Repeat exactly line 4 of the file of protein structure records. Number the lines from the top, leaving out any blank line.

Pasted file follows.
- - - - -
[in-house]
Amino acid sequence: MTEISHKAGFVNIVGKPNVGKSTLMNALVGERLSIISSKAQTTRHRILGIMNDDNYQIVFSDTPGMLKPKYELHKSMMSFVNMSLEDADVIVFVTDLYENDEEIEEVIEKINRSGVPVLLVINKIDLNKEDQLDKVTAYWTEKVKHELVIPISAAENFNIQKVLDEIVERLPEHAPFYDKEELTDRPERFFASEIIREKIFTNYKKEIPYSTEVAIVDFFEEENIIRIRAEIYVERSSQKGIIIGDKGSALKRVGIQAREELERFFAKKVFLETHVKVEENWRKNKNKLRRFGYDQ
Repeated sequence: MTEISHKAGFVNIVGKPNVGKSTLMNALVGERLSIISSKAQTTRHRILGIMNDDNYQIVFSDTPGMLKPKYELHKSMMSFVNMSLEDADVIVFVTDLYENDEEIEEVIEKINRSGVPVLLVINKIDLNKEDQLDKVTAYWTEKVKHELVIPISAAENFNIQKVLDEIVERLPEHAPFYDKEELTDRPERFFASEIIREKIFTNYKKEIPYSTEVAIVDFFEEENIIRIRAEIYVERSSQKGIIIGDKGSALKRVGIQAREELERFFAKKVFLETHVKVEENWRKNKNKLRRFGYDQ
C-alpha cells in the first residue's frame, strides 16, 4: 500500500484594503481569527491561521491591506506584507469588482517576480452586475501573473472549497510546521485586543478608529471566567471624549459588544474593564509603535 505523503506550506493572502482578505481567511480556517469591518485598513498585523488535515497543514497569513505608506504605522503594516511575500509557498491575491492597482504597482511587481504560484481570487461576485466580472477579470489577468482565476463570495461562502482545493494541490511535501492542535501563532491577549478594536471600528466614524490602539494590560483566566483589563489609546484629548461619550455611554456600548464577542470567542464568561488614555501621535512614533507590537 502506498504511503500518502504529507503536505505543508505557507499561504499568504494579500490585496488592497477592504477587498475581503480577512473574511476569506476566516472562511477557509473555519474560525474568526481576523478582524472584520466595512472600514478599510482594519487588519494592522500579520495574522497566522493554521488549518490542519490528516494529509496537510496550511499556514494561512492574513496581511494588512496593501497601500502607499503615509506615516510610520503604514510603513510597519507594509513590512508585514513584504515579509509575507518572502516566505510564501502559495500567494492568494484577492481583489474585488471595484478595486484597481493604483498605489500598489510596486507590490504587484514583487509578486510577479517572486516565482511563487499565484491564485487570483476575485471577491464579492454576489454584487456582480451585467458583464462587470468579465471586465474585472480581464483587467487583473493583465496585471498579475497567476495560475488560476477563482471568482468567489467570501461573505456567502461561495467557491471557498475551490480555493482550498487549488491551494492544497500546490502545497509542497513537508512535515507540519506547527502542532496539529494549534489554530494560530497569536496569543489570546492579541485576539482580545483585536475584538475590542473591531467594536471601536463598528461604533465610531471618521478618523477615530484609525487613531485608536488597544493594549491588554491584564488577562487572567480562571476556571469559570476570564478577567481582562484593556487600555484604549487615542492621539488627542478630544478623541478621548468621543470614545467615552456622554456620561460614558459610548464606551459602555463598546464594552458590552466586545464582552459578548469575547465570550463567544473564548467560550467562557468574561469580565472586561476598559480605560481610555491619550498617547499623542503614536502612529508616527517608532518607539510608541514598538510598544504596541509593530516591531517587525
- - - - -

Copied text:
C-alpha cells in the first residue's frame, strides 16, 4: 500500500484594503481569527491561521491591506506584507469588482517576480452586475501573473472549497510546521485586543478608529471566567471624549459588544474593564509603535 505523503506550506493572502482578505481567511480556517469591518485598513498585523488535515497543514497569513505608506504605522503594516511575500509557498491575491492597482504597482511587481504560484481570487461576485466580472477579470489577468482565476463570495461562502482545493494541490511535501492542535501563532491577549478594536471600528466614524490602539494590560483566566483589563489609546484629548461619550455611554456600548464577542470567542464568561488614555501621535512614533507590537 502506498504511503500518502504529507503536505505543508505557507499561504499568504494579500490585496488592497477592504477587498475581503480577512473574511476569506476566516472562511477557509473555519474560525474568526481576523478582524472584520466595512472600514478599510482594519487588519494592522500579520495574522497566522493554521488549518490542519490528516494529509496537510496550511499556514494561512492574513496581511494588512496593501497601500502607499503615509506615516510610520503604514510603513510597519507594509513590512508585514513584504515579509509575507518572502516566505510564501502559495500567494492568494484577492481583489474585488471595484478595486484597481493604483498605489500598489510596486507590490504587484514583487509578486510577479517572486516565482511563487499565484491564485487570483476575485471577491464579492454576489454584487456582480451585467458583464462587470468579465471586465474585472480581464483587467487583473493583465496585471498579475497567476495560475488560476477563482471568482468567489467570501461573505456567502461561495467557491471557498475551490480555493482550498487549488491551494492544497500546490502545497509542497513537508512535515507540519506547527502542532496539529494549534489554530494560530497569536496569543489570546492579541485576539482580545483585536475584538475590542473591531467594536471601536463598528461604533465610531471618521478618523477615530484609525487613531485608536488597544493594549491588554491584564488577562487572567480562571476556571469559570476570564478577567481582562484593556487600555484604549487615542492621539488627542478630544478623541478621548468621543470614545467615552456622554456620561460614558459610548464606551459602555463598546464594552458590552466586545464582552459578548469575547465570550463567544473564548467560550467562557468574561469580565472586561476598559480605560481610555491619550498617547499623542503614536502612529508616527517608532518607539510608541514598538510598544504596541509593530516591531517587525